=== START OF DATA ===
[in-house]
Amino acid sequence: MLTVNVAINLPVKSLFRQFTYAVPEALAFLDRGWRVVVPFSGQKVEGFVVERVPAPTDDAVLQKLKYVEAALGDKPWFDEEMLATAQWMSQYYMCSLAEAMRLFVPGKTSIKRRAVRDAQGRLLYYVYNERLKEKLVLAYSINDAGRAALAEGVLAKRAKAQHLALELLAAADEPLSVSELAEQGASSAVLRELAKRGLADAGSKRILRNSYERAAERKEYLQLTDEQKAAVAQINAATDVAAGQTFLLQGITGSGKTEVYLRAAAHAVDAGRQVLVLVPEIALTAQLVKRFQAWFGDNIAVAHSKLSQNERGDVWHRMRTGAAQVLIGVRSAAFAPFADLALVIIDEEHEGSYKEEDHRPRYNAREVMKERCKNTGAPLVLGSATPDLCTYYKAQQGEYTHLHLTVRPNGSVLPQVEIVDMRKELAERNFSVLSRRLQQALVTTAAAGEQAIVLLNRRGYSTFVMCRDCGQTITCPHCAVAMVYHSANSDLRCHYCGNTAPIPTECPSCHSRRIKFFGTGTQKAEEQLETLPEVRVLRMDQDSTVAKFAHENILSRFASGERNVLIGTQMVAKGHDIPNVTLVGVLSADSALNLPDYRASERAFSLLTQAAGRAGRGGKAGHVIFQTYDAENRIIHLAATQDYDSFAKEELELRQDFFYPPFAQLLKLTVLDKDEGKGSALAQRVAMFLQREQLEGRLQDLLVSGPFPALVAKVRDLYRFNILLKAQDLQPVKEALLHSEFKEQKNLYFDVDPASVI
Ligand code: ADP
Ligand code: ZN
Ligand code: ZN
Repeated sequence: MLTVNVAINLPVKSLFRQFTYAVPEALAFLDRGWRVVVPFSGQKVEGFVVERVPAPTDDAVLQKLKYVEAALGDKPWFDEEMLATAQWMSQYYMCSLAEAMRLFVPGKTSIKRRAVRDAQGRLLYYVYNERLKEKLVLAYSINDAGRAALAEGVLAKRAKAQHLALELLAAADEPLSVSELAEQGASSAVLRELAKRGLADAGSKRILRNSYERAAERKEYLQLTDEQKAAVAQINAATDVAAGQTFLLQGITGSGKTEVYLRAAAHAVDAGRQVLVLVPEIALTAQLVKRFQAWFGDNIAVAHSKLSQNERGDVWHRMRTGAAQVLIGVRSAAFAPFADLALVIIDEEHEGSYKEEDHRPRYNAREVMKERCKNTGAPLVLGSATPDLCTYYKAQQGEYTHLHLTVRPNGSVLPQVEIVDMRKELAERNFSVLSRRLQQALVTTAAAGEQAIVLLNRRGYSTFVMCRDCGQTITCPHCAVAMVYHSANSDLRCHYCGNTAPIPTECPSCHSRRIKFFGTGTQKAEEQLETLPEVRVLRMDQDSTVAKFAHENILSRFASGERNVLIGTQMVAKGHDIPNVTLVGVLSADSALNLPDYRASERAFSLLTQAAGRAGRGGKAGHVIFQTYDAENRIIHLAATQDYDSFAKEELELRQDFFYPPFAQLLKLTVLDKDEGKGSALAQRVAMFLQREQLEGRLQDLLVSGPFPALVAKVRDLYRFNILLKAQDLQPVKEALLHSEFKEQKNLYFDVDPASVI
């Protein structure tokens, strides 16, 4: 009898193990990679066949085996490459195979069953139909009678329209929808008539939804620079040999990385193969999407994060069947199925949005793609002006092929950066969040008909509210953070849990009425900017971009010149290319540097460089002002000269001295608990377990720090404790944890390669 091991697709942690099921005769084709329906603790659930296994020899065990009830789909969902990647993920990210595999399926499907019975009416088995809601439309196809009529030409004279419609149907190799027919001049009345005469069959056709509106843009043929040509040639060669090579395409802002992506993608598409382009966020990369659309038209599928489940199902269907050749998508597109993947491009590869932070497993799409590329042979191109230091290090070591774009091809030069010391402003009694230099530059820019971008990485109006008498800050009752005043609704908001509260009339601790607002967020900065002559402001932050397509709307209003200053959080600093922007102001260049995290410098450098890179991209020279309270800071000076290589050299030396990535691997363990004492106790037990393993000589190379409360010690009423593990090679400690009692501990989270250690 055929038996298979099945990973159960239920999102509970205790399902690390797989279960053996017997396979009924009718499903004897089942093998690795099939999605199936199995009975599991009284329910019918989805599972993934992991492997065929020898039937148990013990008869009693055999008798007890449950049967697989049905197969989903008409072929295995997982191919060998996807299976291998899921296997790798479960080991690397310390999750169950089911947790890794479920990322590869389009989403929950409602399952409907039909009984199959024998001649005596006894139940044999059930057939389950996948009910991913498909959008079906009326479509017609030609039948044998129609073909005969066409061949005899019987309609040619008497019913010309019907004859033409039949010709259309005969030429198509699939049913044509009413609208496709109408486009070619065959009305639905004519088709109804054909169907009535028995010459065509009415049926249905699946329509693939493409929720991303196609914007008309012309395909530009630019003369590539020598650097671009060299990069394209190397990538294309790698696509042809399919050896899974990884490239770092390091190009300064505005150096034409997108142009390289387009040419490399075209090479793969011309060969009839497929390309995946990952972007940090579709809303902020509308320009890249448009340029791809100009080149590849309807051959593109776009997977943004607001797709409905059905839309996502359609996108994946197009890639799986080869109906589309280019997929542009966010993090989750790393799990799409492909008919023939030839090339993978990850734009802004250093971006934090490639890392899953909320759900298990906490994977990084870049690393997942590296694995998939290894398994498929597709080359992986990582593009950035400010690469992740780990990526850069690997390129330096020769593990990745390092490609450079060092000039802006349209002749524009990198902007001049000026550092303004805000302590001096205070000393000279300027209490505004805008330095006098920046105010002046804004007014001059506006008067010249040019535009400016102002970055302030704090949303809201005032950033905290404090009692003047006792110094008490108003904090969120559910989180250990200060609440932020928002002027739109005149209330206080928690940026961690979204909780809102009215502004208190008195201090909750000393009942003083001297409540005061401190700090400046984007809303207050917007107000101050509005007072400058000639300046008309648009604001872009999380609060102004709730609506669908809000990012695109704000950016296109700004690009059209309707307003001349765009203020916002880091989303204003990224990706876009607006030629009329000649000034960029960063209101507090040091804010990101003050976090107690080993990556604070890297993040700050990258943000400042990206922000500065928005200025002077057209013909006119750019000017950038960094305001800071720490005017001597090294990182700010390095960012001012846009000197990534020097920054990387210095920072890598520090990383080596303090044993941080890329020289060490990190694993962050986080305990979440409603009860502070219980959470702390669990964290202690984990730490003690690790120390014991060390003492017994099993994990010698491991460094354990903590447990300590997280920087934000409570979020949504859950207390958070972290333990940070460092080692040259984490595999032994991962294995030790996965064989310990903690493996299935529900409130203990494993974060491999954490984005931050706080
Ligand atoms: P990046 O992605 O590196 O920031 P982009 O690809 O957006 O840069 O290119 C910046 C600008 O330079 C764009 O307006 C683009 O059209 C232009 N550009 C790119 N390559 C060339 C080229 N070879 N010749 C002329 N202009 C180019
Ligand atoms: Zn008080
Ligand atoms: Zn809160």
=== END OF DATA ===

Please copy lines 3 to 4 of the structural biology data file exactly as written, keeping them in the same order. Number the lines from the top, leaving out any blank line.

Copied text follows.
Ligand code: ADP
Ligand code: ZN